Cardiopulmonary Resuscitation, Including Neonatal Resuscitation







Cardiopulmonary resuscitation (CPR) is concerned with the restoration of pulmonary and cardiovascular function, and the prevention of neurologic damage. Initially, it consists of artificial ventilation and artificial circulation by whatever means are immediately available. This is termed basic life support . Its object is to prevent clinical death from progressing to biologic death before other remedial measures (i.e., advanced life support ) can be instituted.


As in adults, heroic resuscitative efforts may not be indicated in children with lethal terminal disease. This is a decision that should be made in advance and clearly documented and communicated.


The overall success rate for pediatric CPR is possibly worse than for adults, especially if success is defined as long-term survival without neurologic deficit. A possible reason is that the majority of cardiac arrests in children result from hypoxemia. In such children, it must be assumed that by the time the heart has suffered hypoxia enough to stop it, the brain has also suffered hypoxia enough to severely damage it. This being so, every effort must be directed at detecting and treating any respiratory compromise before it leads to serious hypoxemia.


PREVENTION OF CARDIAC ARREST


Awareness of precipitating factors is essential in preventing cardiac arrest in children.


Common causes include:



  • 1.

    Failure of ventilation:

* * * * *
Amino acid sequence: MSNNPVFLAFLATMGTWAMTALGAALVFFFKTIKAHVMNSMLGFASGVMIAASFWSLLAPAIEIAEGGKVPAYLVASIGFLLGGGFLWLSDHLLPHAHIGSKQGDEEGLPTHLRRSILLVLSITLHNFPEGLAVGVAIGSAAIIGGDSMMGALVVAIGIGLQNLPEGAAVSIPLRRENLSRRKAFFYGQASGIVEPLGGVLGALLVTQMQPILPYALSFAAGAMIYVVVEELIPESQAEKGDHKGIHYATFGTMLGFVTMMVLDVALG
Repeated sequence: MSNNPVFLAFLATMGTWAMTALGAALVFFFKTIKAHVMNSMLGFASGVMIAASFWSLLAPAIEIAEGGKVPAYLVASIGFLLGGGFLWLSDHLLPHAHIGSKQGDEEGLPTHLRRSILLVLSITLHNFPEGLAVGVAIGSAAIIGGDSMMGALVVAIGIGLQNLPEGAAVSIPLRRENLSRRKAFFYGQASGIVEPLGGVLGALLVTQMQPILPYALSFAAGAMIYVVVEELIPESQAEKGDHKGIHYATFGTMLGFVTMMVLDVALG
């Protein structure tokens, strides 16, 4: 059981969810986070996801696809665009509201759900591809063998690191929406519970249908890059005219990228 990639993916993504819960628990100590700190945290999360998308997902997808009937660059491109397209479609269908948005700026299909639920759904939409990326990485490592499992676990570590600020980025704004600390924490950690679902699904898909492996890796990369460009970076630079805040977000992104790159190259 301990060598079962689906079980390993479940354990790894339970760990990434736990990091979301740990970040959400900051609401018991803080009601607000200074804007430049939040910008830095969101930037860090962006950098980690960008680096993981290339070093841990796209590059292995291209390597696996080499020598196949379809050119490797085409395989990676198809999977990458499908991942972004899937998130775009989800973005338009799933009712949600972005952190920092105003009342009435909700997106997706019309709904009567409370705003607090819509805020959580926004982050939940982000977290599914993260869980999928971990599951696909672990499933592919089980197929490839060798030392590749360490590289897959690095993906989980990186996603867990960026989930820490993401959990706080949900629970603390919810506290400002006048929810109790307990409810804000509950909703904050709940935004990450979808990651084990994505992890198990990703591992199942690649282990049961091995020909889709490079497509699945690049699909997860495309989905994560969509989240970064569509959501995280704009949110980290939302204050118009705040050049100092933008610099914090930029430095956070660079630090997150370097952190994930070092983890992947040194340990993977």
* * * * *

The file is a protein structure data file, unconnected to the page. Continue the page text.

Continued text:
• a.

      Due to central depression, airway obstruction, or primary pulmonary disorders


    • b.

      Secondary to regurgitation and pulmonary aspiration. As a result of neurologic and neuromuscular disorders (i.e., residual neuromuscular block)



  • 2.

    Hypovolemia.


  • 3.

    Toxicity (drugs, poisons, toxins).


  • 4.

    Primary cardiac disorders. (These account for only a small percentage of cardiac arrests on the general wards of a pediatric hospital.)



Prevention requires:



  • 1.

    Recognition of potential causes


  • 2.

    Constant surveillance


  • 3.

    Early recognition of respiratory failure



Special Hazards for Children


Anesthesiologists should constantly be aware of factors that may be insignificant in the adult but may rapidly be life-threatening in infants and children.



  • 1.

    The upper airway may become obstructed by:



    • a.

      Laryngospasm (common); due to small amounts of mucus or blood or inadequate or unwisely planned anesthesia (see Chapter 4, page 92 ).


    • b.

      Hypertrophied adenoidal tissue and/or enlarged tonsils, which may completely block the airway.


    • c.

      The relatively large tongue, associated with:



      • i.

        Muscle flaccidity in the anesthetized patient


      • ii.

        Inadvertent displacement or compression of submental soft tissue and tongue by the anesthesiologist’s fingers


      • iii.

        Inadequate neck extension


      • iv.

        Inadequate elevation of the mandible


      • v.

        Premature removal of an artificial airway



    • d.

      Regurgitated stomach contents—a common occurrence because of the frequency of feedings